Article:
MSF rejects link of humanitarian and military actions. Airdrops of food and medical aid described as of "negligible value" and "potentially dangerous"
Islamabad, Oct 8, 2001
The international medical aid agency Medecins Sans Frontieres (MSF), which has been working in Afghanistan since 1979, today cast doubt on the so-called 'humanitarian airdrops' by US and British military forces, which have accompanied the military strikes against Afghanistan over the last 24-hours. Such action does not answer the needs of the Afghan people and is likely to undermine attempts to deliver substantial aid to the most vulnerable. MSF's Dr Jean-Henri Bradol, speaking from Pakistan, explained that the so-called 'humanitarian' action, was in fact a purely propaganda tool, of little real value to the Afghan people.
Moreover, the deliberate adoption by the military of a 'humanitarian' purpose, was likely to cause real problems for truly independent non-governmental aid organisations who are less likely to be perceive as impartial actors in the future.
"How will the Afghan population know in the future if an offer of humanitarian aid does not hide a military operation?" questions Dr Bradol. "We have seen many times before, for example in Somalia, the problems caused for both the vulnerable population and for aid agencies when the military try to both fight a war and deliver aid at the same time."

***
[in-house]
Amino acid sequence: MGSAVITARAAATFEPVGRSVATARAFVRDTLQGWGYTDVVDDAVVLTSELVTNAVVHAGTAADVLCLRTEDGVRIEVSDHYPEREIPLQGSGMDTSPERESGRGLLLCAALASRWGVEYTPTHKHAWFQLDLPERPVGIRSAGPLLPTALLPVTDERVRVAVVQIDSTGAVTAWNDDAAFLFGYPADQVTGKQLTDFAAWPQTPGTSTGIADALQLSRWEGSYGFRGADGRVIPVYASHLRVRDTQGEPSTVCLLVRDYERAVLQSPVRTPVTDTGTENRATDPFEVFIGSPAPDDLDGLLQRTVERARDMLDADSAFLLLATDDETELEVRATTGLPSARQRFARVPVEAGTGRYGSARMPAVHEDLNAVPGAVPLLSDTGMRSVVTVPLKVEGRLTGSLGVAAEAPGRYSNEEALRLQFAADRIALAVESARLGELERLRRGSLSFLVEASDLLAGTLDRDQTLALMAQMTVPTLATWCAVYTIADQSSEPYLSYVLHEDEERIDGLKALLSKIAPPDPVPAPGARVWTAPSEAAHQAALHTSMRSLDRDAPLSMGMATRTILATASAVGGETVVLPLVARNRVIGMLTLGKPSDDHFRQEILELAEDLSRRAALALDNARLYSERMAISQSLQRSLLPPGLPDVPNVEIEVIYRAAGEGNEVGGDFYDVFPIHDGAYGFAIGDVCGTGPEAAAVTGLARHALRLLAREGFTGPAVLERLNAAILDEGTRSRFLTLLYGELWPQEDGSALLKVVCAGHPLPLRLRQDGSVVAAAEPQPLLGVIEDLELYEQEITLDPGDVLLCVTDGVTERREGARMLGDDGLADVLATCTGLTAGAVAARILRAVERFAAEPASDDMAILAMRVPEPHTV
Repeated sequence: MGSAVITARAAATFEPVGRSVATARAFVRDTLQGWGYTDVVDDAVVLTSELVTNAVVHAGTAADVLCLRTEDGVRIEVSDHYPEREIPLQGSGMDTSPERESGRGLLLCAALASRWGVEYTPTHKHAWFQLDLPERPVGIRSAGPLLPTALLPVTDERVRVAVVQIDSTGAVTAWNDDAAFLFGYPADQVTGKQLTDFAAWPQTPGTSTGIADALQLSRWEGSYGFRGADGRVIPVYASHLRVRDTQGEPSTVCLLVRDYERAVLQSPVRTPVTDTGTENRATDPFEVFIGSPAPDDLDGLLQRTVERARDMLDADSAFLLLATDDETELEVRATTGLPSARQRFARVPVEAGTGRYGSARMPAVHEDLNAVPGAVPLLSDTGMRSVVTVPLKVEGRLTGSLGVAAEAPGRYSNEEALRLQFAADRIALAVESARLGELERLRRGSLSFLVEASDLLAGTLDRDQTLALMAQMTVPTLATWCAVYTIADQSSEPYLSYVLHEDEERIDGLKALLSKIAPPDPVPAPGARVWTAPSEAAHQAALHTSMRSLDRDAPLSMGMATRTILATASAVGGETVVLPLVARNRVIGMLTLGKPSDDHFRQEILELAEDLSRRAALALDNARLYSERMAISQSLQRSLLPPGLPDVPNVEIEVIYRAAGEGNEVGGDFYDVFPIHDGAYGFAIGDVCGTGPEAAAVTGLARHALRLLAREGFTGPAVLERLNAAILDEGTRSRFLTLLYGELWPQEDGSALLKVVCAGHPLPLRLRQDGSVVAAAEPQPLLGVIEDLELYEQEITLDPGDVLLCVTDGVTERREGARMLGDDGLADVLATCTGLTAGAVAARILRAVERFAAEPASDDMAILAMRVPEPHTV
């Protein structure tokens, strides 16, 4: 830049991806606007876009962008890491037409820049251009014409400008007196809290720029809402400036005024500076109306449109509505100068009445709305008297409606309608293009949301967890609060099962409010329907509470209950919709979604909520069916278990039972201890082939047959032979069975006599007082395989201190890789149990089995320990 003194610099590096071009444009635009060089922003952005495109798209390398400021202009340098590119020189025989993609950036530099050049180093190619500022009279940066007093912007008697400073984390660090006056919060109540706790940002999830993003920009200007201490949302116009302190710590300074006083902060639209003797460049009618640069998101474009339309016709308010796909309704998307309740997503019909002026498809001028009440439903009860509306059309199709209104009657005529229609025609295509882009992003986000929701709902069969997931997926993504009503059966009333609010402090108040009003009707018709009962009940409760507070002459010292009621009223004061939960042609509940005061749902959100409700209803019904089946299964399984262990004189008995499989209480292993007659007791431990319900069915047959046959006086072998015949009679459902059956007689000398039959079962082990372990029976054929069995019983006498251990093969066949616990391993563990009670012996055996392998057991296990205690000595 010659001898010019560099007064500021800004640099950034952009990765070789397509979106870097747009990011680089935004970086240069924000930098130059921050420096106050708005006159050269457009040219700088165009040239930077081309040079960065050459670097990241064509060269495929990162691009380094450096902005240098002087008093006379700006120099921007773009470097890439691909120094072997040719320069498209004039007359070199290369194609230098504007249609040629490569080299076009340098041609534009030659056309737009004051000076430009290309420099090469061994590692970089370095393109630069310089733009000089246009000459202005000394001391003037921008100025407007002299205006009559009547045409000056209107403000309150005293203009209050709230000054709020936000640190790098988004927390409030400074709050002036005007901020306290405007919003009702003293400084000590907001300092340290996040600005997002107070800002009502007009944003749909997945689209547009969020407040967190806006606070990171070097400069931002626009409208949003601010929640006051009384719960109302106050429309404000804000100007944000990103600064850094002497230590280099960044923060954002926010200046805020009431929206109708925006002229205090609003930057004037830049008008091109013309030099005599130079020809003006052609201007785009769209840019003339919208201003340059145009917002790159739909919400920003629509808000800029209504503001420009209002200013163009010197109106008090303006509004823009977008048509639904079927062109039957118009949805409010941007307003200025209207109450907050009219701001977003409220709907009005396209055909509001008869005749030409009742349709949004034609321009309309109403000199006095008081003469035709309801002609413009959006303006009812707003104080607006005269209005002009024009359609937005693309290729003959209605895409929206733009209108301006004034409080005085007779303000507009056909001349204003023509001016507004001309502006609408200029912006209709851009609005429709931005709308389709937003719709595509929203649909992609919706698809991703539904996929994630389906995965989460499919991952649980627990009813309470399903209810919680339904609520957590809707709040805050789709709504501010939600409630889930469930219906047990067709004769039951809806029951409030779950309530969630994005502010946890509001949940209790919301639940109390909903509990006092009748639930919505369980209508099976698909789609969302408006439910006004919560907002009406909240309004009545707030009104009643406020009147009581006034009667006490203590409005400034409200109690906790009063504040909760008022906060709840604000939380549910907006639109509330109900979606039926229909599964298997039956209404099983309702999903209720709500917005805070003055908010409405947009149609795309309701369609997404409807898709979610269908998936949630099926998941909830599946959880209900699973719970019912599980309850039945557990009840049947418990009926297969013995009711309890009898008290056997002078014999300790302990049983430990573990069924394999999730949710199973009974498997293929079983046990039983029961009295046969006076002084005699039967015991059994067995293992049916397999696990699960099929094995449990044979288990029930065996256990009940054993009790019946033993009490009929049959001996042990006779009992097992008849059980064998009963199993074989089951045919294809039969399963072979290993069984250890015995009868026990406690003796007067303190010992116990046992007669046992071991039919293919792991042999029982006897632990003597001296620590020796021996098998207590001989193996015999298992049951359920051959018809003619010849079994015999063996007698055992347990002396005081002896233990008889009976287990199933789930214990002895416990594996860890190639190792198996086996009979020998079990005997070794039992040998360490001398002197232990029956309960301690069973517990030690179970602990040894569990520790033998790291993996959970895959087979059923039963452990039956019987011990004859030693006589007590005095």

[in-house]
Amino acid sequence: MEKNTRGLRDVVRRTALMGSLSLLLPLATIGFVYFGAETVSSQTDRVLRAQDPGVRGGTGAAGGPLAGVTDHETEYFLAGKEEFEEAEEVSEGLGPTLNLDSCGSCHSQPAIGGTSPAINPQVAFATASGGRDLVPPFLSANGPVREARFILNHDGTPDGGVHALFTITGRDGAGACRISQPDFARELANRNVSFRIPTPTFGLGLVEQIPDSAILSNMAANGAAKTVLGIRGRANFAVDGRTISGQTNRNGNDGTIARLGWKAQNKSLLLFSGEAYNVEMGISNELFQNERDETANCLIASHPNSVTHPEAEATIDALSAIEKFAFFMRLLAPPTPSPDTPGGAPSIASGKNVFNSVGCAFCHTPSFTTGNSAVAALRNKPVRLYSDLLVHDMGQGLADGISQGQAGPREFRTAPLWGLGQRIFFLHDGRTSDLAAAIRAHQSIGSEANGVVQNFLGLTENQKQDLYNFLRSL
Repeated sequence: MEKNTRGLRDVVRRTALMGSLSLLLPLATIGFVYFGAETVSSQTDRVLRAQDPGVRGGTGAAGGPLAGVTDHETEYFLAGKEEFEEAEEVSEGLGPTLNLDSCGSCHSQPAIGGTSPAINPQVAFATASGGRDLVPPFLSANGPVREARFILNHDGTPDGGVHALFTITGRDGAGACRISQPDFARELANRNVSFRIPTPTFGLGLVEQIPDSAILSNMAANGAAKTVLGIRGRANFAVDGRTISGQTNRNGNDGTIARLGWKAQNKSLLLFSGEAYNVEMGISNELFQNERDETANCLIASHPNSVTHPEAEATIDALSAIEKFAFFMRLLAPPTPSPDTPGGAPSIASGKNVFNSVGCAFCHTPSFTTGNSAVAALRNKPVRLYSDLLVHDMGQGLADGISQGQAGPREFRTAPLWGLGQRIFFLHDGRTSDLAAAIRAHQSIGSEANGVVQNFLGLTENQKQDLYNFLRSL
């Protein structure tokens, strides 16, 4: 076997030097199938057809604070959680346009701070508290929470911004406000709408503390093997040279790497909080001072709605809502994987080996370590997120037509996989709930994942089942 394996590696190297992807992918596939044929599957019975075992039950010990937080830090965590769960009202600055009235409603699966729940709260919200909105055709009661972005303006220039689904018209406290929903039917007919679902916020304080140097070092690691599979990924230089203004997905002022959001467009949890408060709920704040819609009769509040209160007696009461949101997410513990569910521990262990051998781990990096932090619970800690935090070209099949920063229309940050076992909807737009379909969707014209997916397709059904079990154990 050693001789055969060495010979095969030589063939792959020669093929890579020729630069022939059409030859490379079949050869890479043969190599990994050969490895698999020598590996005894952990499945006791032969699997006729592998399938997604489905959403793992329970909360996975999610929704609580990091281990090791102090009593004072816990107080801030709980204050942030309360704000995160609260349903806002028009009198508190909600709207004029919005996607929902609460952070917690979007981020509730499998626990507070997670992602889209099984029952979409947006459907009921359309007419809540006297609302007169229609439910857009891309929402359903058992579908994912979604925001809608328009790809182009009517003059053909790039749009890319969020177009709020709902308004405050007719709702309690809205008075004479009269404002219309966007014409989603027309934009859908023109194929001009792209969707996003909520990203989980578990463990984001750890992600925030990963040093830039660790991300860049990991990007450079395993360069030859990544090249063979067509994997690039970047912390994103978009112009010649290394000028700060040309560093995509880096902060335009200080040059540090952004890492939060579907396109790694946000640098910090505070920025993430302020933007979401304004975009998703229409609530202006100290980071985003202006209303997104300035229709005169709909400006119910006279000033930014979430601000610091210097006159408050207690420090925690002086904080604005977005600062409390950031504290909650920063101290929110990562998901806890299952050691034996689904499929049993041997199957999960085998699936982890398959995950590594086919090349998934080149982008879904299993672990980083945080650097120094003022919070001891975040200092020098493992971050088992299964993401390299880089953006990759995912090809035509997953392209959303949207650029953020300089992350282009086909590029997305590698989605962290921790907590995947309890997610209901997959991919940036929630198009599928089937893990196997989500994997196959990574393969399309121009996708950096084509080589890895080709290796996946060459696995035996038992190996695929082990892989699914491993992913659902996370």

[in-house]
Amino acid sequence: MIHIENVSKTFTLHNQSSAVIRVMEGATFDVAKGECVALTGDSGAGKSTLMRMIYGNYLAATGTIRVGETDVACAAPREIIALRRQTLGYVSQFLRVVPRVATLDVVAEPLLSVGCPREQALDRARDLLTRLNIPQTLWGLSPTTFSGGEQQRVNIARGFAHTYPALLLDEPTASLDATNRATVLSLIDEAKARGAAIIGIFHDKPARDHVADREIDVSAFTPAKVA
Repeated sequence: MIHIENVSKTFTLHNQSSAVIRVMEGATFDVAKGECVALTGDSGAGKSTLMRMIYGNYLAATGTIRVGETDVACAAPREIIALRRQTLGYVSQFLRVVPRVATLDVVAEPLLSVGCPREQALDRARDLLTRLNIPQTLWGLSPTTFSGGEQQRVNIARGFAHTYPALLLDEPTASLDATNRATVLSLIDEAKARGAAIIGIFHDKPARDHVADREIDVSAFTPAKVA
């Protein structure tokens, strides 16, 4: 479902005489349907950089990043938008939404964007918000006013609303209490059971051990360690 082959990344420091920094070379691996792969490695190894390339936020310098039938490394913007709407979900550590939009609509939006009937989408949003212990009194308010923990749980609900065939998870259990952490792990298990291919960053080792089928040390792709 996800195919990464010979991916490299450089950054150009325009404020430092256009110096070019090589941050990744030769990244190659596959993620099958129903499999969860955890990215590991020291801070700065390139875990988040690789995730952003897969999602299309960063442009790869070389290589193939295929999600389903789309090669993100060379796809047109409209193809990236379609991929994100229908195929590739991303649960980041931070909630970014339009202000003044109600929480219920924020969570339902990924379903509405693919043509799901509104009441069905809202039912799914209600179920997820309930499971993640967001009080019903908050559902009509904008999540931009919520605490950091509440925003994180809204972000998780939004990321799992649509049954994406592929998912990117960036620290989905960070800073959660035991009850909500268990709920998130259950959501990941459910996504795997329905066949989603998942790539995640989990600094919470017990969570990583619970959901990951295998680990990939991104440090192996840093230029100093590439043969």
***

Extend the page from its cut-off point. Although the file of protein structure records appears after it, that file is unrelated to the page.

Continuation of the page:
Dr Bradol explained that the real impact of the much-vaunted 37,500 single day rations on the burgeoning nutritional crisis within Afghanistan was likely to be minimal.
"What is needed is large scale convoys of basic foodstuffs, rather than single meals designed for soldiers. Until yesterday the UN and aid agencies such as ourselves were still able to get some food convoys into Afghanistan. Due to the airstrikes the UN have stopped all convoys, and we will find delivering aid also much more difficult."
Doctors from MSF also expressed concern at the reported airdropping of medical supplies. "Medical relief is not the same as dropping medicines by plane. Unless they are administered by qualified medical staff, medicines can actually do more harm than good," said Dr Bradol. "Dropping a few cases of drugs and food in the middle of the night during air raids, without knowing who is going to collect them, is virtually useless and may even be dangerous."
Medecins Sans Frontieres therefore rejects the idea of a humanitarian coalition alongside the military coalition, as requested by President Bush and Prime Minister Blair, and calls for the imperative necessity of independent humanitarian action.